Dr.Nona's products - PARABEN FREE
WHAT ARE PARABENS?
Parabens are a family of preservatives commonly used to control the growth of microbes in cosmetics, toiletries, food and pharmaceuticals. They are esters of para-hydroxybenzoic acid, a naturally occurring chemical found in many fruits and plants. Their chemical structures and actions are very similar.
Parabens are a class of chemicals widely used as preservatives by cosmetic and pharmaceutical industries. Parabens are effective preservatives in many types of formulas. These compounds, and their salts, are used primarily for their bactericidal and fungicidal properties. They can be found in shampoos, commercial moisturizers, shaving gels, personal lubricants, topical/parenteral pharmaceuticals, spray tanning solution, makeup,and toothpaste. They are also used as food additives.
The most commonly used parabens are methylparaben, ethylparaben, propylparaben and butylparaben, although many others (isopropyl-, isobutyl-, pentyl-, phenyl-, benzyl-) have been used in products as well. Different parabens work best under different conditions and act against different microbes, so you’ll often see them used in combination to enhance the preservative effect.
Parabens were developed in the 1920s and these days, they’re the most widely used preservatives in cosmetics, appearing in over 85% of products. Parabens are popular for good reason: they’re inexpensive, effective in very small amounts, work well in most products, and act against a wide range of nasty microbes. They have a very long record (almost 100 years) of safe use. The only reliably linked harmful health effect is allergy, which occurs in a tiny fraction of people, and it’s often only a problem on broken skin.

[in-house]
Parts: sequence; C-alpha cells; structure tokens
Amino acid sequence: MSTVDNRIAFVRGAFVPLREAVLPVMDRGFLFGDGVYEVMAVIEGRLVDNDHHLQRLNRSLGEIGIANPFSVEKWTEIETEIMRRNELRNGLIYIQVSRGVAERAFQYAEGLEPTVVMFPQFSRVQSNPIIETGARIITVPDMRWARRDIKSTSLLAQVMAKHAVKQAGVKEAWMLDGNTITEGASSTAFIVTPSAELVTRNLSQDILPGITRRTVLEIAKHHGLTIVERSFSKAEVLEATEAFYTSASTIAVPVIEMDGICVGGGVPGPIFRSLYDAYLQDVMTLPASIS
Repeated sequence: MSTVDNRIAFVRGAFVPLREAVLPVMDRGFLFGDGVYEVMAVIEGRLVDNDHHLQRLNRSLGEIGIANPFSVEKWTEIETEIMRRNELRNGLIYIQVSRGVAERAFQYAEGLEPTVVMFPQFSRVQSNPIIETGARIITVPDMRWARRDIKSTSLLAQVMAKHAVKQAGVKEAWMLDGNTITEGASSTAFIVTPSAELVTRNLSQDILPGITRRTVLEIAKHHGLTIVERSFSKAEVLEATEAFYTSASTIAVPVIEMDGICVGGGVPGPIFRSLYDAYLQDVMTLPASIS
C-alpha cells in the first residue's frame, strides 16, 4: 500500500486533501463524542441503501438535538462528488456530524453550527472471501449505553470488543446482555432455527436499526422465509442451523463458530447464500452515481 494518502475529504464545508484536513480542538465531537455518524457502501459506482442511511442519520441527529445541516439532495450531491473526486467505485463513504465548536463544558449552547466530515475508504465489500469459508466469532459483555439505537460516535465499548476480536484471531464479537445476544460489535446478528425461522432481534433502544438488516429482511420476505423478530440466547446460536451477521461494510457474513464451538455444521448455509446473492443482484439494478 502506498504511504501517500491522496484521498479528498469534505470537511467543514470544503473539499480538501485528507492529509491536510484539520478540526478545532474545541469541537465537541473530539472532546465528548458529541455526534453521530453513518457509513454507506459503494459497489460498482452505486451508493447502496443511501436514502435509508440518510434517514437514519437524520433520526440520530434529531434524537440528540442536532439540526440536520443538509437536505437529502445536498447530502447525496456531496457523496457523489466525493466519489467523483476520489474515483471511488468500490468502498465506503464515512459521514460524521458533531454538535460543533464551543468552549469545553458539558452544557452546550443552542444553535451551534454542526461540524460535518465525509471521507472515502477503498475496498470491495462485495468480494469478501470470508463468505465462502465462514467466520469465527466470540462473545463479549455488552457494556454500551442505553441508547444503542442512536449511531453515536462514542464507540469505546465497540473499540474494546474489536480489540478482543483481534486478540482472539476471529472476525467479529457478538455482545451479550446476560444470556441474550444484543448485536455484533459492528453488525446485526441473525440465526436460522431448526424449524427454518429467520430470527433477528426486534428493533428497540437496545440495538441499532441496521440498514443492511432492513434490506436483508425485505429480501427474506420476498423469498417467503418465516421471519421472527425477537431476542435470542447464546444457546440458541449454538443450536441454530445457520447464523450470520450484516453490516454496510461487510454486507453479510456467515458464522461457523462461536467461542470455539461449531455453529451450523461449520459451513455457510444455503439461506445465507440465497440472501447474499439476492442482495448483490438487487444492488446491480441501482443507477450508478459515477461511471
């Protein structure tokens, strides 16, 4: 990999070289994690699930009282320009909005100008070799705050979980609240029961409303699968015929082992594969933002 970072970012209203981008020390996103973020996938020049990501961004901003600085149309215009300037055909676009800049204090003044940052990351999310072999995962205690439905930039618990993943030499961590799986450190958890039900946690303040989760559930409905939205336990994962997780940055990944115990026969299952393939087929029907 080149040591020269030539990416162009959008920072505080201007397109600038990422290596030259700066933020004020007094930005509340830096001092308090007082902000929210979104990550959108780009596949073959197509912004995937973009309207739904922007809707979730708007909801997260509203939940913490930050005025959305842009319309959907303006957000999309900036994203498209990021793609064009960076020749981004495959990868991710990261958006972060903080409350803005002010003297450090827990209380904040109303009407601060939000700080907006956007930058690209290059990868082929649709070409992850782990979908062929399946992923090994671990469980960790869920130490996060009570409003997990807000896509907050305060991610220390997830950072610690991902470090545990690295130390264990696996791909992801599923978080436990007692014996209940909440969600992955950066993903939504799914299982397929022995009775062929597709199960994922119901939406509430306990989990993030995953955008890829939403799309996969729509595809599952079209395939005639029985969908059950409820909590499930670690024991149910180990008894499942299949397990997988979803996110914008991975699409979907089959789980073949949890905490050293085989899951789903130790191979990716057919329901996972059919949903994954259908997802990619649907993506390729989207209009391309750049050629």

They are becoming increasingly controversial, however, because they have been found in extremely low concentrations in breast cancer tumors (an average of 20 nanograms/g of tissue). Parabens have also displayed the ability to slightly mimic estrogen (a hormone known to play a role in the development of breast cancer).No effective direct links between parabens and cancer have been established, however.
In individuals with normal skin, parabens are, for the most part, non-irritating and non-sensitizing. Parabens can, however, cause skin irritation and contact dermatitis and rosacea in individuals with paraben allergies, a small percentage of the general population
Average levels of 20 nanograms/gram of parabens have been detected in a small sample of 20 breast tumors.
These findings, along with the demonstrated ability of some parabens to partially mimic estrogen, a hormone known to play a role in the development of breast cancers, have led some scientists to conclude that the presence of parabens may be associated with the occurrence of breast cancer. (No direct evidence of a causal link between parabens and cancer, however, has been shown).
Studies indicate that methylparaben applied on the skin may react with UVB leading to increased skin aging and DNA damage.
The European Scientific Committee on Consumer Products (SCCP) stated in 2006 that the available data on parabens do not enable a decisive response to the question of whether propyl, butyl and isobutyl paraben can be safely used in cosmetic products at individual concentrations up to 0.4%, which is the allowed limit in the EU.